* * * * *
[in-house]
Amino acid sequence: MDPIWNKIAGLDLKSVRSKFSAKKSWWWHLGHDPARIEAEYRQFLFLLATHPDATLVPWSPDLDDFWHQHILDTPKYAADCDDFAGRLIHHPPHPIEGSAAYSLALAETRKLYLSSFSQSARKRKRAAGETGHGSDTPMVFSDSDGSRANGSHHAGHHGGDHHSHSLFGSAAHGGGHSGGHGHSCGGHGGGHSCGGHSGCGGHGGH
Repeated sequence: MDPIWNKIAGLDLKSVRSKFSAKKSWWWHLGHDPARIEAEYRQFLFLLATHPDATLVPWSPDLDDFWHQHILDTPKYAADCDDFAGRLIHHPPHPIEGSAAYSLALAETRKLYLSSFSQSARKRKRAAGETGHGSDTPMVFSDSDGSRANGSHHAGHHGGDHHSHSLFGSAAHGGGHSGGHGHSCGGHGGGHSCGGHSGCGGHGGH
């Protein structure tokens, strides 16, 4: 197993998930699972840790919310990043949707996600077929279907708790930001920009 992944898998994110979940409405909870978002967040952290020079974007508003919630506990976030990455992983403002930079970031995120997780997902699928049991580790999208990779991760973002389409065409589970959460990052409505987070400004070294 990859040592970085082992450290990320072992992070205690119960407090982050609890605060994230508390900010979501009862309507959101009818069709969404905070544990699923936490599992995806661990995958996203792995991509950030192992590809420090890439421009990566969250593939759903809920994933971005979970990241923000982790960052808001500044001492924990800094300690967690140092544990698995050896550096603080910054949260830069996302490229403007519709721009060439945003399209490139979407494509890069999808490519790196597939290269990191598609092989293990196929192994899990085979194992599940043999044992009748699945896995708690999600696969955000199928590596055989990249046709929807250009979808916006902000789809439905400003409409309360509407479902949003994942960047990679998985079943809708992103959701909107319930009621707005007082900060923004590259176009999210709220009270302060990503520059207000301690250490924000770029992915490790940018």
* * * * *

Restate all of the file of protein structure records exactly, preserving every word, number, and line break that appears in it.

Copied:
[in-house]
Amino acid sequence: MDPIWNKIAGLDLKSVRSKFSAKKSWWWHLGHDPARIEAEYRQFLFLLATHPDATLVPWSPDLDDFWHQHILDTPKYAADCDDFAGRLIHHPPHPIEGSAAYSLALAETRKLYLSSFSQSARKRKRAAGETGHGSDTPMVFSDSDGSRANGSHHAGHHGGDHHSHSLFGSAAHGGGHSGGHGHSCGGHGGGHSCGGHSGCGGHGGH
Repeated sequence: MDPIWNKIAGLDLKSVRSKFSAKKSWWWHLGHDPARIEAEYRQFLFLLATHPDATLVPWSPDLDDFWHQHILDTPKYAADCDDFAGRLIHHPPHPIEGSAAYSLALAETRKLYLSSFSQSARKRKRAAGETGHGSDTPMVFSDSDGSRANGSHHAGHHGGDHHSHSLFGSAAHGGGHSGGHGHSCGGHGGGHSCGGHSGCGGHGGH
């Protein structure tokens, strides 16, 4: 197993998930699972840790919310990043949707996600077929279907708790930001920009 992944898998994110979940409405909870978002967040952290020079974007508003919630506990976030990455992983403002930079970031995120997780997902699928049991580790999208990779991760973002389409065409589970959460990052409505987070400004070294 990859040592970085082992450290990320072992992070205690119960407090982050609890605060994230508390900010979501009862309507959101009818069709969404905070544990699923936490599992995806661990995958996203792995991509950030192992590809420090890439421009990566969250593939759903809920994933971005979970990241923000982790960052808001500044001492924990800094300690967690140092544990698995050896550096603080910054949260830069996302490229403007519709721009060439945003399209490139979407494509890069999808490519790196597939290269990191598609092989293990196929192994899990085979194992599940043999044992009748699945896995708690999600696969955000199928590596055989990249046709929807250009979808916006902000789809439905400003409409309360509407479902949003994942960047990679998985079943809708992103959701909107319930009621707005007082900060923004590259176009999210709220009270302060990503520059207000301690250490924000770029992915490790940018």